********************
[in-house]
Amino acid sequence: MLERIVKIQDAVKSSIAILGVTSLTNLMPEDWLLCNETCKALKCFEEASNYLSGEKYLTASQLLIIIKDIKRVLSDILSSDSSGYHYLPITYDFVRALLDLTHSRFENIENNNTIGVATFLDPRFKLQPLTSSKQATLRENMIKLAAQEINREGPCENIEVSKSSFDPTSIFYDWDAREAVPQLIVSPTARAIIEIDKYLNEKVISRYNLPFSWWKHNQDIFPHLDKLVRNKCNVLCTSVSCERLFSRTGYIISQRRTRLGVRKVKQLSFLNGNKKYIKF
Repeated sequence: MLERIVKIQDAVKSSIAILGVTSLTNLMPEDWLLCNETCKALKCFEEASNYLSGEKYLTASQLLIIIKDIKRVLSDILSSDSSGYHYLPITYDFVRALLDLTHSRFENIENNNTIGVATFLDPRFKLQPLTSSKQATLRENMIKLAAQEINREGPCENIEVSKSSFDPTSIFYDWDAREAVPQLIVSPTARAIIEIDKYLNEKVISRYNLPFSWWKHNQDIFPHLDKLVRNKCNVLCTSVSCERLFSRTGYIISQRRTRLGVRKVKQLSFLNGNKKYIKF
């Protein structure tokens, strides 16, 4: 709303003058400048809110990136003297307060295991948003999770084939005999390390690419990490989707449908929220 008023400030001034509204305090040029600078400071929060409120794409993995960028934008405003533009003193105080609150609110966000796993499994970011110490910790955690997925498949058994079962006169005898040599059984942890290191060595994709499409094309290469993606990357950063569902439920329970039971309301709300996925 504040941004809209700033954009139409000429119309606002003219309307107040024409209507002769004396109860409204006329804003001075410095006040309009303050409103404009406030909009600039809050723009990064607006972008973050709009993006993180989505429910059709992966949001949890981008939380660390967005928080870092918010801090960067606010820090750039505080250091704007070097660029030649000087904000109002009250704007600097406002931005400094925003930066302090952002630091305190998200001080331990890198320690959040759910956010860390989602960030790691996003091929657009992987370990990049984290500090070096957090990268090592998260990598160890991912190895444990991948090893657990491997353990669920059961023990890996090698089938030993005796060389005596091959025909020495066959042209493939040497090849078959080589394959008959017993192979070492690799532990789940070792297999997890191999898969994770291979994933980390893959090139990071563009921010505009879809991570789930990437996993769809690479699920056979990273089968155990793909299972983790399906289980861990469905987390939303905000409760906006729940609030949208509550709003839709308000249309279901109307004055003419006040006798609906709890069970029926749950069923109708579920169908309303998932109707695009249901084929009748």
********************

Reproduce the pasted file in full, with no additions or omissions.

[in-house]
Amino acid sequence: MLERIVKIQDAVKSSIAILGVTSLTNLMPEDWLLCNETCKALKCFEEASNYLSGEKYLTASQLLIIIKDIKRVLSDILSSDSSGYHYLPITYDFVRALLDLTHSRFENIENNNTIGVATFLDPRFKLQPLTSSKQATLRENMIKLAAQEINREGPCENIEVSKSSFDPTSIFYDWDAREAVPQLIVSPTARAIIEIDKYLNEKVISRYNLPFSWWKHNQDIFPHLDKLVRNKCNVLCTSVSCERLFSRTGYIISQRRTRLGVRKVKQLSFLNGNKKYIKF
Repeated sequence: MLERIVKIQDAVKSSIAILGVTSLTNLMPEDWLLCNETCKALKCFEEASNYLSGEKYLTASQLLIIIKDIKRVLSDILSSDSSGYHYLPITYDFVRALLDLTHSRFENIENNNTIGVATFLDPRFKLQPLTSSKQATLRENMIKLAAQEINREGPCENIEVSKSSFDPTSIFYDWDAREAVPQLIVSPTARAIIEIDKYLNEKVISRYNLPFSWWKHNQDIFPHLDKLVRNKCNVLCTSVSCERLFSRTGYIISQRRTRLGVRKVKQLSFLNGNKKYIKF
């Protein structure tokens, strides 16, 4: 709303003058400048809110990136003297307060295991948003999770084939005999390390690419990490989707449908929220 008023400030001034509204305090040029600078400071929060409120794409993995960028934008405003533009003193105080609150609110966000796993499994970011110490910790955690997925498949058994079962006169005898040599059984942890290191060595994709499409094309290469993606990357950063569902439920329970039971309301709300996925 504040941004809209700033954009139409000429119309606002003219309307107040024409209507002769004396109860409204006329804003001075410095006040309009303050409103404009406030909009600039809050723009990064607006972008973050709009993006993180989505429910059709992966949001949890981008939380660390967005928080870092918010801090960067606010820090750039505080250091704007070097660029030649000087904000109002009250704007600097406002931005400094925003930066302090952002630091305190998200001080331990890198320690959040759910956010860390989602960030790691996003091929657009992987370990990049984290500090070096957090990268090592998260990598160890991912190895444990991948090893657990491997353990669920059961023990890996090698089938030993005796060389005596091959025909020495066959042209493939040497090849078959080589394959008959017993192979070492690799532990789940070792297999997890191999898969994770291979994933980390893959090139990071563009921010505009879809991570789930990437996993769809690479699920056979990273089968155990793909299972983790399906289980861990469905987390939303905000409760906006729940609030949208509550709003839709308000249309279901109307004055003419006040006798609906709890069970029926749950069923109708579920169908309303998932109707695009249901084929009748």